Mr. Redmond : To ask the Secretary of State for Health if she will give details of the average gross weekly earnings and make-up of pay by type or allowance for each of the clincial grades for nursing and midwifery staff in each year since 1989.
Mr. Llwyd : To ask the Secretary of State for Health what discussions her Department has had with representatives of the pharmaceutical industry about research into new drugs for the treatment of Alzheimer's disease.
Dr. Mawhinney : As part of the day to day operations of the pharmaceutical price regulation scheme, manufacturers have kept officials in touch with progress on development and licensing of new drugs, including those for the treatment of Alzheimer's disease.
Dr. Mawhinney : At September 1993 the number of dentists providing national health service general dental services in South Yorkshire, which includes the family health services authorities of Barnsley, Doncaster, Rotherham and Sheffield, was 481. The comparable number at 30 September 1990 was 444. Dentists are independent contractors who make their own decisions whether to accept patients under national health service arrangements.
Mr. Hoyle : To ask the Secretary of State for Health how many former Conservative Members and agents have been appointed as chairpersons or members of the boards of National Health Service trusts ; and if she will name them.
Lord Hayhoe Guy's and St. Thomas' NHS Trust
Lord Jenkin of Roding Forest Healthcare NHS Trust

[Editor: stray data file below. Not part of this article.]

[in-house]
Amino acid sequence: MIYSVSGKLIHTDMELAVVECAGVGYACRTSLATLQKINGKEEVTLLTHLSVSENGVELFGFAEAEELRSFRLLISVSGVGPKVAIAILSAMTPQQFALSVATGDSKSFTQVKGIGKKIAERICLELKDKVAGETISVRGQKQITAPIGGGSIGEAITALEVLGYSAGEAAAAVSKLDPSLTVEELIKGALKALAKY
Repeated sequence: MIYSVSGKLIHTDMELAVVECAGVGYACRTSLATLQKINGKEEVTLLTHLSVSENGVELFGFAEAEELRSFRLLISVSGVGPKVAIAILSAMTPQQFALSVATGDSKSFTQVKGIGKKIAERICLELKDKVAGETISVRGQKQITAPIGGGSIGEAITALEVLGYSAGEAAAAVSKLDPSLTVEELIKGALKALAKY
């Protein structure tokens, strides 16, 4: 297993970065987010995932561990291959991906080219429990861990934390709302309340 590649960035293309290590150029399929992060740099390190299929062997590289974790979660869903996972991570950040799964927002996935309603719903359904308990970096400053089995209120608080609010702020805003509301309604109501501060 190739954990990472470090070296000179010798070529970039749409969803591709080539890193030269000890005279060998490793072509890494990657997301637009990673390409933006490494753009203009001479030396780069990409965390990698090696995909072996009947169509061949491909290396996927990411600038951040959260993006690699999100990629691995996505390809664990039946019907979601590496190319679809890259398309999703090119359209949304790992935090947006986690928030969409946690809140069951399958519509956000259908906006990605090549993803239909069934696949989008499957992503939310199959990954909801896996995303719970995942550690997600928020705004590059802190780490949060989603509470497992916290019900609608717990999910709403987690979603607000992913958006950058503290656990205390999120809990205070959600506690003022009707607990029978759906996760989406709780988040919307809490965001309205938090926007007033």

Mr. J. Lee Christie Hospital NHS Trust
Sir Timothy Raison Aylesbury Vale Community Healthcare NHS Trust Mr. A. R. Favell Tameside and Glossop Acute Services NHS Trust Non-executive directors
Sir Robert McCrindle Havering Hospital NHS Trust
Sir David Price Southampton University Hospital NHS Trust Mrs. M. Hicks South Warwickshire Mental Health Services NHS Trust Information on people who may be political agents is not available centrally.
Mr. Heald : To ask the Secretary of State for Health, pursuant to her answer of 16 December, Official Report, columns 814-15, whether she has given permission to more units to apply for national health service trust status.
Mr. Sackville : My right hon. Friend the Secretary of State for Health has given permission for a further four applications for national health service trust status. This will bring the total number of directly managed units applying for NHS trust status in the fifth wave to 12. Two further applications for mergers of existing trusts will also be subject to public consultation. An amended list which updates information which my right hon. Friend gave the hon. Member for Windsor and Maidenhead (Mr. Trend) on 16 December 1993 at columns 814-15 has been placed in the Library.
Ms Primarolo : To ask the Secretary of State for Health how many first, second and third wave trusts failed to meet the targets of (a) earning a real return on capital of at least 6 per cent. and (b) remaining within external financial limits in 1991-92 and 1992-93.
Mr. Sackville : The information is shown in the table. The majority of trusts had technical issues which affected their ability to meet their financial duties. This does not imply any failure in financial control. In a number of cases, the difference between actual financial performance and statutory target is deemed to be immaterial.